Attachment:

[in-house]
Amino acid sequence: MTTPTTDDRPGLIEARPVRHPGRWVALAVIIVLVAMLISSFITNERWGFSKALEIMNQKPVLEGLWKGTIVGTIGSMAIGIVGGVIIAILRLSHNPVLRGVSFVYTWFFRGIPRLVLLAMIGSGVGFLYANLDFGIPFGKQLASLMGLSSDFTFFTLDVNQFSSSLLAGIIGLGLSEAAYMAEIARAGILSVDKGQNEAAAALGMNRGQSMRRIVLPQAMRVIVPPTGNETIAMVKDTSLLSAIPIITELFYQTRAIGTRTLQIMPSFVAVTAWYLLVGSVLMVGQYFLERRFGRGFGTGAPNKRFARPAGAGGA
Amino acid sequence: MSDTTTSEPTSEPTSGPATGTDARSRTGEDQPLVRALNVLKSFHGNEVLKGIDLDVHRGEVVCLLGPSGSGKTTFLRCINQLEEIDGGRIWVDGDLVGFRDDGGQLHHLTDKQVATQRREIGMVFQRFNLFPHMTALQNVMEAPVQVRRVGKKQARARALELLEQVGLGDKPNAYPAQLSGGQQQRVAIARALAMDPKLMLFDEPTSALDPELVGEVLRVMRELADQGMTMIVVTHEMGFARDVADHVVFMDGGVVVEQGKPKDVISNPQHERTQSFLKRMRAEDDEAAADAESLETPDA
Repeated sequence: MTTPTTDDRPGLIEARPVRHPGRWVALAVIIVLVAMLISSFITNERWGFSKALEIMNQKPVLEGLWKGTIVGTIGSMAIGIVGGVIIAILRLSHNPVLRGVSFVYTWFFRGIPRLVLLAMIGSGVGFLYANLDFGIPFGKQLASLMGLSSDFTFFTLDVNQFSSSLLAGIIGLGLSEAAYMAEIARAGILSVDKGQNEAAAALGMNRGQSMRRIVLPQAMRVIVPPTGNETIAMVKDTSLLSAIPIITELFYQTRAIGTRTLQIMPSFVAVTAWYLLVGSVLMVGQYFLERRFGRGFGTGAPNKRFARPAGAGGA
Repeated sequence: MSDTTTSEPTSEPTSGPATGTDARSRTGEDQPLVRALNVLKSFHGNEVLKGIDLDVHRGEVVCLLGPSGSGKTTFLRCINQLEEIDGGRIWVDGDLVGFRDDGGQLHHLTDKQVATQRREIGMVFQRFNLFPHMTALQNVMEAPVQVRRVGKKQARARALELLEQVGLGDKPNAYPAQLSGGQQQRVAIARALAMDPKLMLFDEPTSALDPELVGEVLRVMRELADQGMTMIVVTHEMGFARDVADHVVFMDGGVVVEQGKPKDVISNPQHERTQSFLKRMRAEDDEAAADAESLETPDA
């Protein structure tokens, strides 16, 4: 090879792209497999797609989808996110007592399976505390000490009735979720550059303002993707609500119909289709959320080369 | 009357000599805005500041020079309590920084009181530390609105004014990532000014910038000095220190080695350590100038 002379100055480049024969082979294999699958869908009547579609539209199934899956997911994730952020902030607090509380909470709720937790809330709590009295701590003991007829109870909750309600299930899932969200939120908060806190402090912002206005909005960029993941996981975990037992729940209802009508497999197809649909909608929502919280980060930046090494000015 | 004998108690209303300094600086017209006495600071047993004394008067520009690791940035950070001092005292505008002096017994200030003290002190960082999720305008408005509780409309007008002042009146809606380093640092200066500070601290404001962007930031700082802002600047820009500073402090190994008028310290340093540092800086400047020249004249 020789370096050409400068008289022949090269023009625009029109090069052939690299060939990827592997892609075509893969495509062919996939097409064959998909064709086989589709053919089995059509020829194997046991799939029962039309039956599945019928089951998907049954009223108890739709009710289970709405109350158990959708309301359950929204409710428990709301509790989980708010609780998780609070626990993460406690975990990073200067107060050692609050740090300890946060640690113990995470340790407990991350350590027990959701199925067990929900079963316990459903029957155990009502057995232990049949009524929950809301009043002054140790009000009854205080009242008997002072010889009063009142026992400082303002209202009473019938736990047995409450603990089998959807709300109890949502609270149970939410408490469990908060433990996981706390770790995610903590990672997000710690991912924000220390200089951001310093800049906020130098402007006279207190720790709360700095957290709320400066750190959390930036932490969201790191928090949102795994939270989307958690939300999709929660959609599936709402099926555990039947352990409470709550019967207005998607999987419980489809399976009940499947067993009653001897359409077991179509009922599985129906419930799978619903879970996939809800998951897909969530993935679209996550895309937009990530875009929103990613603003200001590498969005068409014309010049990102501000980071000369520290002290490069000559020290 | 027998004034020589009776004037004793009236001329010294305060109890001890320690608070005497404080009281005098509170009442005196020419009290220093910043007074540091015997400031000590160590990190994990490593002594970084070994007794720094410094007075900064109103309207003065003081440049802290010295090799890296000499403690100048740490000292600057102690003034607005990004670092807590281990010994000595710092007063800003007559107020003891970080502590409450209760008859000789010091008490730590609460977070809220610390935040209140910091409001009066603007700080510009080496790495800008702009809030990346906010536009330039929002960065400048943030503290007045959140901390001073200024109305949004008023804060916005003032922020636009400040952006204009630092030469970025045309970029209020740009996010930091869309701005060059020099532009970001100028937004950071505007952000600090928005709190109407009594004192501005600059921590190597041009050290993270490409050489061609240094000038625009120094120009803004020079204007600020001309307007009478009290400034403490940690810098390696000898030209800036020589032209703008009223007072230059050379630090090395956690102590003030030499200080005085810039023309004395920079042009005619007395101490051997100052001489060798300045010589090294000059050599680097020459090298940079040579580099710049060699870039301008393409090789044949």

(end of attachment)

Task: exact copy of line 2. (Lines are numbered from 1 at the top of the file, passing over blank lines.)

Amino acid sequence: MTTPTTDDRPGLIEARPVRHPGRWVALAVIIVLVAMLISSFITNERWGFSKALEIMNQKPVLEGLWKGTIVGTIGSMAIGIVGGVIIAILRLSHNPVLRGVSFVYTWFFRGIPRLVLLAMIGSGVGFLYANLDFGIPFGKQLASLMGLSSDFTFFTLDVNQFSSSLLAGIIGLGLSEAAYMAEIARAGILSVDKGQNEAAAALGMNRGQSMRRIVLPQAMRVIVPPTGNETIAMVKDTSLLSAIPIITELFYQTRAIGTRTLQIMPSFVAVTAWYLLVGSVLMVGQYFLERRFGRGFGTGAPNKRFARPAGAGGA